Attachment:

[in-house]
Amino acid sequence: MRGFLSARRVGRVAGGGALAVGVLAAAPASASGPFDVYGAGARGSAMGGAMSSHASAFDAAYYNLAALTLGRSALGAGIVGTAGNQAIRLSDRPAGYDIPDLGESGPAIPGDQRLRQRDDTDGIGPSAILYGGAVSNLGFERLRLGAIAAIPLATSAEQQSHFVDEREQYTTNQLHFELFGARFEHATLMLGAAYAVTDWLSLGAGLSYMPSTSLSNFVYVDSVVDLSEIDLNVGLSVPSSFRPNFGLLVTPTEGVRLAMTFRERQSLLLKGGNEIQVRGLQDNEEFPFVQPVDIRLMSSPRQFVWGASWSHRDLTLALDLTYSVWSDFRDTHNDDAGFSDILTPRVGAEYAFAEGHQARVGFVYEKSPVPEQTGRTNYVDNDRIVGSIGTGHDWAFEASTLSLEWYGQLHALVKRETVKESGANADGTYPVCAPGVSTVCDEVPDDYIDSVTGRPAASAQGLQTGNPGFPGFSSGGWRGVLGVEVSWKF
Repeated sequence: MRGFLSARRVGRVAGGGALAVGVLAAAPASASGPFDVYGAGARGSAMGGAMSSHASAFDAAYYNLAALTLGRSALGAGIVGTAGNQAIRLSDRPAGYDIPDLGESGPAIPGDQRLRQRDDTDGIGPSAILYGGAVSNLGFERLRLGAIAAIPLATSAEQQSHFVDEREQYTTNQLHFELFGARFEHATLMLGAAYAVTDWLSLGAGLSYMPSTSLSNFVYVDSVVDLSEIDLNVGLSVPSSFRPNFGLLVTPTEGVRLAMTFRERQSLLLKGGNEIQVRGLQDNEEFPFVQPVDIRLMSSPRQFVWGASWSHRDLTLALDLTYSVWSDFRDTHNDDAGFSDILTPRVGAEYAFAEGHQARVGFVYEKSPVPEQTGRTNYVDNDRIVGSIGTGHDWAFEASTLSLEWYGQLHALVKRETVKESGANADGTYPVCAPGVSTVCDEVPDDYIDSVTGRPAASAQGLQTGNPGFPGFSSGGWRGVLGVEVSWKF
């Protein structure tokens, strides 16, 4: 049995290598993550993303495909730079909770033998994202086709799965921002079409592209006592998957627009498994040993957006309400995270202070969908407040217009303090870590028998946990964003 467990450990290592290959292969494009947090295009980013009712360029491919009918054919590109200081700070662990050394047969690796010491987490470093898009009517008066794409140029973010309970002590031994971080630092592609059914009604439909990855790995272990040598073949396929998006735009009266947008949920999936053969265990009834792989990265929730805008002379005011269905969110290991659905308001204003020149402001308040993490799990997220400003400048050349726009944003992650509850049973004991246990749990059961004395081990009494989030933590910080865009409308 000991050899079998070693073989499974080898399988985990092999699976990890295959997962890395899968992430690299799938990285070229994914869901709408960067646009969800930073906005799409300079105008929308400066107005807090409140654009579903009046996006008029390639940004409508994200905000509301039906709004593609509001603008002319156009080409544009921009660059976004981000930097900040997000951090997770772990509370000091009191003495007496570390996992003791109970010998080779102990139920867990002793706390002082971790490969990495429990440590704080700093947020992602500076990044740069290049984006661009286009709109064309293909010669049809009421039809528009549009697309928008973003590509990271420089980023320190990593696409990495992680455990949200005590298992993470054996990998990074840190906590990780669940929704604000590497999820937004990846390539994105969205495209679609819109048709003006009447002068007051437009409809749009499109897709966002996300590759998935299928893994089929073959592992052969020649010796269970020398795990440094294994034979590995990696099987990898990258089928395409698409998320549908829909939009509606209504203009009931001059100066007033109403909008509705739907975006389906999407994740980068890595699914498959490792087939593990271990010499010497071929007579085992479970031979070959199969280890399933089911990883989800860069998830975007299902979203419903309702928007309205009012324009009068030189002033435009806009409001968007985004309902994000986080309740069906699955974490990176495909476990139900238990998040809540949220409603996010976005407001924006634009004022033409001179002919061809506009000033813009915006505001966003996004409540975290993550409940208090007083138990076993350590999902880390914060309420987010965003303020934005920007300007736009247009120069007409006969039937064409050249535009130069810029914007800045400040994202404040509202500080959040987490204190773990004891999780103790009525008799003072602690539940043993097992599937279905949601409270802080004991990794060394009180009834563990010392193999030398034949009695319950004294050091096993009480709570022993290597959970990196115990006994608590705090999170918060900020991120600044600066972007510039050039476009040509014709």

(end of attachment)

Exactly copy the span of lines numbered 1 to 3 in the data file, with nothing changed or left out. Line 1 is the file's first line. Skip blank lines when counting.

[in-house]
Amino acid sequence: MRGFLSARRVGRVAGGGALAVGVLAAAPASASGPFDVYGAGARGSAMGGAMSSHASAFDAAYYNLAALTLGRSALGAGIVGTAGNQAIRLSDRPAGYDIPDLGESGPAIPGDQRLRQRDDTDGIGPSAILYGGAVSNLGFERLRLGAIAAIPLATSAEQQSHFVDEREQYTTNQLHFELFGARFEHATLMLGAAYAVTDWLSLGAGLSYMPSTSLSNFVYVDSVVDLSEIDLNVGLSVPSSFRPNFGLLVTPTEGVRLAMTFRERQSLLLKGGNEIQVRGLQDNEEFPFVQPVDIRLMSSPRQFVWGASWSHRDLTLALDLTYSVWSDFRDTHNDDAGFSDILTPRVGAEYAFAEGHQARVGFVYEKSPVPEQTGRTNYVDNDRIVGSIGTGHDWAFEASTLSLEWYGQLHALVKRETVKESGANADGTYPVCAPGVSTVCDEVPDDYIDSVTGRPAASAQGLQTGNPGFPGFSSGGWRGVLGVEVSWKF
Repeated sequence: MRGFLSARRVGRVAGGGALAVGVLAAAPASASGPFDVYGAGARGSAMGGAMSSHASAFDAAYYNLAALTLGRSALGAGIVGTAGNQAIRLSDRPAGYDIPDLGESGPAIPGDQRLRQRDDTDGIGPSAILYGGAVSNLGFERLRLGAIAAIPLATSAEQQSHFVDEREQYTTNQLHFELFGARFEHATLMLGAAYAVTDWLSLGAGLSYMPSTSLSNFVYVDSVVDLSEIDLNVGLSVPSSFRPNFGLLVTPTEGVRLAMTFRERQSLLLKGGNEIQVRGLQDNEEFPFVQPVDIRLMSSPRQFVWGASWSHRDLTLALDLTYSVWSDFRDTHNDDAGFSDILTPRVGAEYAFAEGHQARVGFVYEKSPVPEQTGRTNYVDNDRIVGSIGTGHDWAFEASTLSLEWYGQLHALVKRETVKESGANADGTYPVCAPGVSTVCDEVPDDYIDSVTGRPAASAQGLQTGNPGFPGFSSGGWRGVLGVEVSWKF